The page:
Peter Forster is now editor in chief of the military magazine “Schweizer Soldat”. For many years he has been Colonel of the Army’s Information Regiment, quasi the militarized media for the supply of the population with information in the event of a crisis. He has been correspondent of the “Neue Zürcher Zeitung” and for many years chief editor of the “Thurgauer Zeitung”.
For him the Federal Council went too far cutting again and again the army’s finances and leading the ability to maintain the armed neutrality ad absurdum. He wrote: “The Federal Council knowingly plays with a valuable good, the security of our country which is entrusted to him as the original duty of the State. We already wrote here about the question of ‘adaption or resistance’. Then as now we come to the conclusion: Silence would mean betrayal and adaption submission – in a situation in which our conscience forces us to resist against the own government.” Forster expressed his opinion in a periodic journal. He is well-known, however. His word is important. He has always been loyal to the flag.
This prompted National Councillor Jean-François Steiert of the SP Fribourg to ask the Federal Council whether a soldier and officer – who in a democratic State publicly refers to his conscience as a reason to resist the democratically elected government – was still acceptable for the army. If this was the case, he asked where the Federal Council saw the limits of loyalty from which senior officers would have to protect democratic institutions and the democratically legitimized authorities.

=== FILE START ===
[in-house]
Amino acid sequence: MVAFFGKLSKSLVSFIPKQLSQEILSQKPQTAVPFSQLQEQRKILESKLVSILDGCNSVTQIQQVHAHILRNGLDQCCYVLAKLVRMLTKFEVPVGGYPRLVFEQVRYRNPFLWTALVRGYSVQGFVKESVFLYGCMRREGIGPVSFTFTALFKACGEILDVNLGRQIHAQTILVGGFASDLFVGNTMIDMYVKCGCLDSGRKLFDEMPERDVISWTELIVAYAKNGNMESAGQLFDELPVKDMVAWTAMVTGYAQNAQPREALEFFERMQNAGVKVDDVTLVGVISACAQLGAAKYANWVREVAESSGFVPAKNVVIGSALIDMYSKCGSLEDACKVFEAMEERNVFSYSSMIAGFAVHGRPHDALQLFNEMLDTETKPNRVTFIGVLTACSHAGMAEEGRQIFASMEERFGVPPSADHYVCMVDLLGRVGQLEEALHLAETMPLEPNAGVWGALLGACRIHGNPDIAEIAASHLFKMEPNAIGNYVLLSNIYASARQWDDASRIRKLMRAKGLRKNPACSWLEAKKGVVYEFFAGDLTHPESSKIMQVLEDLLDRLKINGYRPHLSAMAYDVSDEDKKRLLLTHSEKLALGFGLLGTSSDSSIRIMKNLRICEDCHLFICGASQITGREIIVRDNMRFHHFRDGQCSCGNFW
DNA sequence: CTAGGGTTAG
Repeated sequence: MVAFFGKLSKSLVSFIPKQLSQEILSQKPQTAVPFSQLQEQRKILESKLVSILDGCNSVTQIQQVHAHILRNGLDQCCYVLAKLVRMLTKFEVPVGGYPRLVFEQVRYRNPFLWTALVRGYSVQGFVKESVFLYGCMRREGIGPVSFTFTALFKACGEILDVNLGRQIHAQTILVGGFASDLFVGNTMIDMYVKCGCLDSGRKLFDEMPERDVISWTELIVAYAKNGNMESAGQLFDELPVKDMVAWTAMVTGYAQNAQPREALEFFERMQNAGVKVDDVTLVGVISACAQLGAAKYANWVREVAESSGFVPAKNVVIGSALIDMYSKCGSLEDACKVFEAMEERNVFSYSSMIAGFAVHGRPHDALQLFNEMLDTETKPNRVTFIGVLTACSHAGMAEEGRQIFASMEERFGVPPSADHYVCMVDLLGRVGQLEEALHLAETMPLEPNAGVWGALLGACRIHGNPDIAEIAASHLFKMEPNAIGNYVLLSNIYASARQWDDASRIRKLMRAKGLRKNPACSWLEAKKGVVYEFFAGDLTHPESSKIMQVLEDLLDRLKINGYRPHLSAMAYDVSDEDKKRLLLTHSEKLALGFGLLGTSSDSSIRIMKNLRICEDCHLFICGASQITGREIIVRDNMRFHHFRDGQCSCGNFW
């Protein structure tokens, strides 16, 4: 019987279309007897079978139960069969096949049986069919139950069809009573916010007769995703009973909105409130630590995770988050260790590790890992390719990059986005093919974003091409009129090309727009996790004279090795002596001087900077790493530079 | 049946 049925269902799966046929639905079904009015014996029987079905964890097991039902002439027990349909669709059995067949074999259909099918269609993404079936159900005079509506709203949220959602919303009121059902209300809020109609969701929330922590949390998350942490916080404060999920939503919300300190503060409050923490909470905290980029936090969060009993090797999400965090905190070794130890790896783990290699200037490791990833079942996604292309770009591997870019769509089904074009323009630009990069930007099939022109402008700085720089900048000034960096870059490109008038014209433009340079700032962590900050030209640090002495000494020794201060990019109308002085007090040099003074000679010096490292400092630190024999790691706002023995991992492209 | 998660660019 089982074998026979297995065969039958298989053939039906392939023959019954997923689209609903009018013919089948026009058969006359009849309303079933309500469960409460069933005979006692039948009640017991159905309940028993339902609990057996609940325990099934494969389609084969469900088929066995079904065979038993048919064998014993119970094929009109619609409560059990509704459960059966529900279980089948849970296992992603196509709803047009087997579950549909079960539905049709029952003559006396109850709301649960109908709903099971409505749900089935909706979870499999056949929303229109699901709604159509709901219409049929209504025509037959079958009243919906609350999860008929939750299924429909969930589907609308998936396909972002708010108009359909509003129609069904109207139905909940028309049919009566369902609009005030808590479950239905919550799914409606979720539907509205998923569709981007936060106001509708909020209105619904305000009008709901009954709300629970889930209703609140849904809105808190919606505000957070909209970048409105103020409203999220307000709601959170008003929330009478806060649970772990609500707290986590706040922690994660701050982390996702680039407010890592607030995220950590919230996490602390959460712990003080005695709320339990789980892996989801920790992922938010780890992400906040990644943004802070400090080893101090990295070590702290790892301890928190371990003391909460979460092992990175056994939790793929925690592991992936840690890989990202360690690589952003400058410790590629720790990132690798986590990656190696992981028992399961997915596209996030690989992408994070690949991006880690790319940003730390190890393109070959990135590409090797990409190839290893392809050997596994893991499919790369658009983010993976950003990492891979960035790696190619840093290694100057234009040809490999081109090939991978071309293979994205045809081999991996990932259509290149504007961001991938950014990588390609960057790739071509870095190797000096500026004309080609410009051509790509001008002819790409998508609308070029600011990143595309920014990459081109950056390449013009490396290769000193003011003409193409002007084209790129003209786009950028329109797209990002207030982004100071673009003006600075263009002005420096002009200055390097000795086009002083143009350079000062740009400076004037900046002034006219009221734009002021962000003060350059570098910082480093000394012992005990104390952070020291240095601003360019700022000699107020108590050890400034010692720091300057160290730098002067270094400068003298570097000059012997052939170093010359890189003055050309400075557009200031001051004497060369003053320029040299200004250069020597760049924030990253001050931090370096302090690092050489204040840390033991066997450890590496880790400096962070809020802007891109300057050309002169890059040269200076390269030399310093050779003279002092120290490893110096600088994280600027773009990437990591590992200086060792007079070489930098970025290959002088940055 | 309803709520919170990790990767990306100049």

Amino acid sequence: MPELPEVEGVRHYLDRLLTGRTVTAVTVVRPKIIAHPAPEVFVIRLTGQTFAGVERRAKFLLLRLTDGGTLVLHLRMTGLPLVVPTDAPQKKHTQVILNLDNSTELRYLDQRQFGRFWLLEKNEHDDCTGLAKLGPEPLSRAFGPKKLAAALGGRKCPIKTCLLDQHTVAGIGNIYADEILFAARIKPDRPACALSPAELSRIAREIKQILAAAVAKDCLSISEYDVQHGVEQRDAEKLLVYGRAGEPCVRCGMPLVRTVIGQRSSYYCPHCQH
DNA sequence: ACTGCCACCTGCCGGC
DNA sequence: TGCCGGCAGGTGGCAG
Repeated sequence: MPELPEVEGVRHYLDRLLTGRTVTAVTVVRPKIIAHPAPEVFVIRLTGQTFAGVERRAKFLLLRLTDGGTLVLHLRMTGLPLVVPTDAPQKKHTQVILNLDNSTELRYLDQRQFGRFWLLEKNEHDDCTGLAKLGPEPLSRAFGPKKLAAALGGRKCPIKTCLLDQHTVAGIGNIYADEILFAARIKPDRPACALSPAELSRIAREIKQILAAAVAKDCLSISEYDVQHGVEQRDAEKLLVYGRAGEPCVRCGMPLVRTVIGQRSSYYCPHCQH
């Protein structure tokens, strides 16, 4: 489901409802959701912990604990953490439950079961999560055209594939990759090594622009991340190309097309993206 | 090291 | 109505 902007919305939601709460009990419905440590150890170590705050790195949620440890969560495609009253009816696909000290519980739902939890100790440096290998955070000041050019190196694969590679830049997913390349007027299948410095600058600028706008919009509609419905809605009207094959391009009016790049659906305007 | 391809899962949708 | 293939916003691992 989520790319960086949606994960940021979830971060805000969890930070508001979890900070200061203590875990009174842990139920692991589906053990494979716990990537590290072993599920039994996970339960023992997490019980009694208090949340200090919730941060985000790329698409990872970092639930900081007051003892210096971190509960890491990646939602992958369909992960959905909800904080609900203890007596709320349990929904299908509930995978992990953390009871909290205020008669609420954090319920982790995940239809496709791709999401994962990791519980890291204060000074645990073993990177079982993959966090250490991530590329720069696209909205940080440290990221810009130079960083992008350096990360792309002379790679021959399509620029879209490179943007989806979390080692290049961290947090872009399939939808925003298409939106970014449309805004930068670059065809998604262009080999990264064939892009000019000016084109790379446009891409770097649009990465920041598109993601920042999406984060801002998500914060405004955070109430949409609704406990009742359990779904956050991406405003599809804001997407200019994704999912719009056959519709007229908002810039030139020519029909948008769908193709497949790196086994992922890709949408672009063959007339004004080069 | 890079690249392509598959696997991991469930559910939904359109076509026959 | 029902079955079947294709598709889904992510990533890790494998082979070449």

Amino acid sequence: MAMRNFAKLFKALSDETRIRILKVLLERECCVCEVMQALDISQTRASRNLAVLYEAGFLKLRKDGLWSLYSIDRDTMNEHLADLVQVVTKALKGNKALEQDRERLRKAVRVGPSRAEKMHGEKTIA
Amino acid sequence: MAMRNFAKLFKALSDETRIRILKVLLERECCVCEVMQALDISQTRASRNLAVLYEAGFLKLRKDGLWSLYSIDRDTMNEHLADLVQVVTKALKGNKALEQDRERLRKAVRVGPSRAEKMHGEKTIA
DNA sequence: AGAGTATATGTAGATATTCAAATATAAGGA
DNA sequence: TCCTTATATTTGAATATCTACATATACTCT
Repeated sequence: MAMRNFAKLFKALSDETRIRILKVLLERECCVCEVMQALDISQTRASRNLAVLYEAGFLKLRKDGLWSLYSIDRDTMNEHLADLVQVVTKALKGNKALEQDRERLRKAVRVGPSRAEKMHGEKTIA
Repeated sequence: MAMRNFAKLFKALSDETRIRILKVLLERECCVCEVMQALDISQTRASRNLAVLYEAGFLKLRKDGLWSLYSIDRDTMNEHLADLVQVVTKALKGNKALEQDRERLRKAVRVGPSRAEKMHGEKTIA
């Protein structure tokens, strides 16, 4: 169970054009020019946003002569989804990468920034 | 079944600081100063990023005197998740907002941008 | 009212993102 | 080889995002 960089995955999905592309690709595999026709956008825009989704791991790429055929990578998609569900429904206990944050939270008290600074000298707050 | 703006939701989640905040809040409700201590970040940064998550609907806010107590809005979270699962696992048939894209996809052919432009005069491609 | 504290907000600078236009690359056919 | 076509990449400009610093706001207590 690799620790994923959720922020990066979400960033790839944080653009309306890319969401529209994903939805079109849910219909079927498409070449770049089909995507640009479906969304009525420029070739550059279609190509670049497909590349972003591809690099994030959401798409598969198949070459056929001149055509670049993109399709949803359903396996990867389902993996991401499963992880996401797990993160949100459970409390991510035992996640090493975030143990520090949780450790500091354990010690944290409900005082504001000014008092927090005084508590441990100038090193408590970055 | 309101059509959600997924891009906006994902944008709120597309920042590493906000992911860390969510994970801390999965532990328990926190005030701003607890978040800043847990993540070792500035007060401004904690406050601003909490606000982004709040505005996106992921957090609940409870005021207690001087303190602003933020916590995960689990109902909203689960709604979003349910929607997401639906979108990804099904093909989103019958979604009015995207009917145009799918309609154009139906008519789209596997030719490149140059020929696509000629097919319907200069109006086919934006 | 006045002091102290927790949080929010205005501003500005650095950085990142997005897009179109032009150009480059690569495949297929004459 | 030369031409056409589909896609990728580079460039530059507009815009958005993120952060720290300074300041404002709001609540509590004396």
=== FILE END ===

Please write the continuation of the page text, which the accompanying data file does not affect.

Steiert, who himself is close to the GSoA, studied Swiss history and Communication Sciences as subsidiary subject in Fribourg. Today, he is delegate for inter-cantonal affairs in the Department of Education of the Canton of Vaud. From 1998 to 2000, he was Secretary General of the SP Switzerland and later political group chairman of the SP in the National Council. Prior to that, he had been Secretary General for press and information of the SP Switzerland for five years. The name slightly reminds us of the Soviet Union but in essence this means that he was his party’s spin doctor.